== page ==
Conventional water quality monitoring techniques require the collection of samples to be later analysed in a laboratory to determine their physical-chemical and biological attributes. This method has high precision but it can take several days to obtain the results, leaving no reaction time for companies where water is a key production input. Other faster methods involved the use of sensors, but these can only measure certain variables of water quality, often with less precision than manual collections. Our proposal consists of analysing water quality using high-resolution microscopic images to classify pollutants through a convolutional neural network model. Unlike conventional laboratory analysis and collection methods, we can give a much lower latency while maintaining the same efficiency and accuracy. The technology had been validated in a laboratory (TRL-4) using real samples of contaminated water with cyanobacteria and hydrocarbons provided by a Chilean water company and the Max Plank Institute. From more than 700,000 microscopic images we obtained a precision of over 93% with sensitivity over 95% for cyanobacteria classification.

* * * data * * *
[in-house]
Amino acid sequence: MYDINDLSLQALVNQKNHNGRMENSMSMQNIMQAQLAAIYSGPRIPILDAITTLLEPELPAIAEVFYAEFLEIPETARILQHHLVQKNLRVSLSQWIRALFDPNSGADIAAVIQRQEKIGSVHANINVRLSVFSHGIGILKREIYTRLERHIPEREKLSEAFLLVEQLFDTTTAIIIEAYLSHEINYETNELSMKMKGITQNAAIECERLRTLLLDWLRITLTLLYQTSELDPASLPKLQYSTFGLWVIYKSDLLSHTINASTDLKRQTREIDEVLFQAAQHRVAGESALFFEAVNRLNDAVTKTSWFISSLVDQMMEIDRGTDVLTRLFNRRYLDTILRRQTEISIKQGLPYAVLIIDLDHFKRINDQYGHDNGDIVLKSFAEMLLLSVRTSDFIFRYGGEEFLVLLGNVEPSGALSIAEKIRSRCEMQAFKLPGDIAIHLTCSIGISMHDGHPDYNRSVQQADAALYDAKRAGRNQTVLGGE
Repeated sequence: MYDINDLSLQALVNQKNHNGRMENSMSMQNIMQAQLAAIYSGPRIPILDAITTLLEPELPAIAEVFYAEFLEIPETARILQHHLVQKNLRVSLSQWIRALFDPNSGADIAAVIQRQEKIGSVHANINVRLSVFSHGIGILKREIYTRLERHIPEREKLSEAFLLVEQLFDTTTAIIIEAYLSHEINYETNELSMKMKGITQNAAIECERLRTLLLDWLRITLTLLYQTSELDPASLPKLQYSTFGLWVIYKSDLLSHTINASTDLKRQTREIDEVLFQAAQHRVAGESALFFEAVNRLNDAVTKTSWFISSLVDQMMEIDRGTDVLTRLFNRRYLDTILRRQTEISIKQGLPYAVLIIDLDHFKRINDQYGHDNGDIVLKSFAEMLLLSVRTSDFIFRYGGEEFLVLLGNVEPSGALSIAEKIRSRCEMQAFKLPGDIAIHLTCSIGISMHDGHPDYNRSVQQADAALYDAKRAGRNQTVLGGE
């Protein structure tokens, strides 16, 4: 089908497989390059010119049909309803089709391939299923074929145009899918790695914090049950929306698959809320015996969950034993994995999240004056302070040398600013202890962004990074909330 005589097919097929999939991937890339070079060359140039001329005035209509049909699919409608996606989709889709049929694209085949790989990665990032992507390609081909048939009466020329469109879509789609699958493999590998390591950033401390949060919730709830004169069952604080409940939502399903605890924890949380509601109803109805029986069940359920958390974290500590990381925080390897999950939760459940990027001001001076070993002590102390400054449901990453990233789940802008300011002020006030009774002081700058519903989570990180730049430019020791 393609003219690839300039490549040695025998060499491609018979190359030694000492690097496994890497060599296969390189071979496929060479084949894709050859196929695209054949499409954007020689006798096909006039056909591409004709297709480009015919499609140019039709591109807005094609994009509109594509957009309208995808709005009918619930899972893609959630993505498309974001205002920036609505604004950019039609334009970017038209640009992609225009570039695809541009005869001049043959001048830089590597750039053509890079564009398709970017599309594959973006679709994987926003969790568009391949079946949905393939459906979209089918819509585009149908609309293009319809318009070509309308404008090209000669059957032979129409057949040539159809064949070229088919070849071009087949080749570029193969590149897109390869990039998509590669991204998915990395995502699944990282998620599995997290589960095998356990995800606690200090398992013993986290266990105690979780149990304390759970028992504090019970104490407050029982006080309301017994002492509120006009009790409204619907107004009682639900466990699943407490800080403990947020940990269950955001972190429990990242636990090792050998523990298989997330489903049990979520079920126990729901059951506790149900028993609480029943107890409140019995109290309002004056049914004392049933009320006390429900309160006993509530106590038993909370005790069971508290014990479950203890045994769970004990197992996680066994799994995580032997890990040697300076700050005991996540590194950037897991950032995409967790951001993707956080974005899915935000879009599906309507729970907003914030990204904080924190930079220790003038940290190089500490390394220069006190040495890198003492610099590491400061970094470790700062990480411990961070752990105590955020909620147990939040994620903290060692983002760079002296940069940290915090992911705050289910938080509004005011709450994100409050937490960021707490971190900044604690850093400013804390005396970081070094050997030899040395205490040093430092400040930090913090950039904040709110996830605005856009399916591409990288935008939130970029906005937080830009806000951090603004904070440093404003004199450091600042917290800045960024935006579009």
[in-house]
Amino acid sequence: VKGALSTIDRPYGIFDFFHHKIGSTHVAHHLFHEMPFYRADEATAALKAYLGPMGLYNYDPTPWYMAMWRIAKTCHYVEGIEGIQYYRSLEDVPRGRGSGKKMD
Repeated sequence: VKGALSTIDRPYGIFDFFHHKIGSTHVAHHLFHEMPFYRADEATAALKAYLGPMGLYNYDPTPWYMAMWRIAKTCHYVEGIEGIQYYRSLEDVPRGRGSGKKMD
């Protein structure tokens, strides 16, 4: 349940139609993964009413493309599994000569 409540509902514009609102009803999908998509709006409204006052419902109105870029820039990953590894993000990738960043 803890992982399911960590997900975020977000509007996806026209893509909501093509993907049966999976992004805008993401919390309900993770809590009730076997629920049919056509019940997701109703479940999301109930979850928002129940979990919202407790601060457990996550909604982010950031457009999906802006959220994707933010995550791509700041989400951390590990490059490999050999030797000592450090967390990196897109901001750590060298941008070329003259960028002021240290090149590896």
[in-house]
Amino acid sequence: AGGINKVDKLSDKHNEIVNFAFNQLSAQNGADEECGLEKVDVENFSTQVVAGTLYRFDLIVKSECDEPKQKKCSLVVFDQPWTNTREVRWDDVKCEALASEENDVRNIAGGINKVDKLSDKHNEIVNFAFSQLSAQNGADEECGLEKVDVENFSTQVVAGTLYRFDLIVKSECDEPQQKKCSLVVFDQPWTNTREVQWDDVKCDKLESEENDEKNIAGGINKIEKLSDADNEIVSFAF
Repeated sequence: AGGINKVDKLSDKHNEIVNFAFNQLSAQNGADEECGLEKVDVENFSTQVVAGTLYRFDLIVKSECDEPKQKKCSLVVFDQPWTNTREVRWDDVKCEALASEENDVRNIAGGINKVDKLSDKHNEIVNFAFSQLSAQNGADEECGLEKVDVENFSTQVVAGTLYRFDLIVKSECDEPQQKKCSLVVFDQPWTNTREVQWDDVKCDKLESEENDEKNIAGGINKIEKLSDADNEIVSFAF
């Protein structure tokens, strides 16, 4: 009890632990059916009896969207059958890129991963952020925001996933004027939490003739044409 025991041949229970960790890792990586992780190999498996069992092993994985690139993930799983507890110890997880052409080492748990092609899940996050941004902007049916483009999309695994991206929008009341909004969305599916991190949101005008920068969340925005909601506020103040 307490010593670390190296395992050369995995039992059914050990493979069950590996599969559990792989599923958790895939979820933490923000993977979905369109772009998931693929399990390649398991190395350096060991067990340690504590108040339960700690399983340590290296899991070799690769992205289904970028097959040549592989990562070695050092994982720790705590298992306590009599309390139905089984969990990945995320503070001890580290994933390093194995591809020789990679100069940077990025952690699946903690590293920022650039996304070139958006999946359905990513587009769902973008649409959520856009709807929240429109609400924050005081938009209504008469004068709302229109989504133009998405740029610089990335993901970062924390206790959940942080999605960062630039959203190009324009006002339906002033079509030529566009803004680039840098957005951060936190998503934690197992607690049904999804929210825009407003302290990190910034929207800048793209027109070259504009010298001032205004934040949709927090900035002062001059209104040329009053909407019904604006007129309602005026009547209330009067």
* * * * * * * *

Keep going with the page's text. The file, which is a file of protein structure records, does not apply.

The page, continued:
Renzo Valencia, ML engineer student, Pontificia Universidad Catolica, Chile, www.uc.cl
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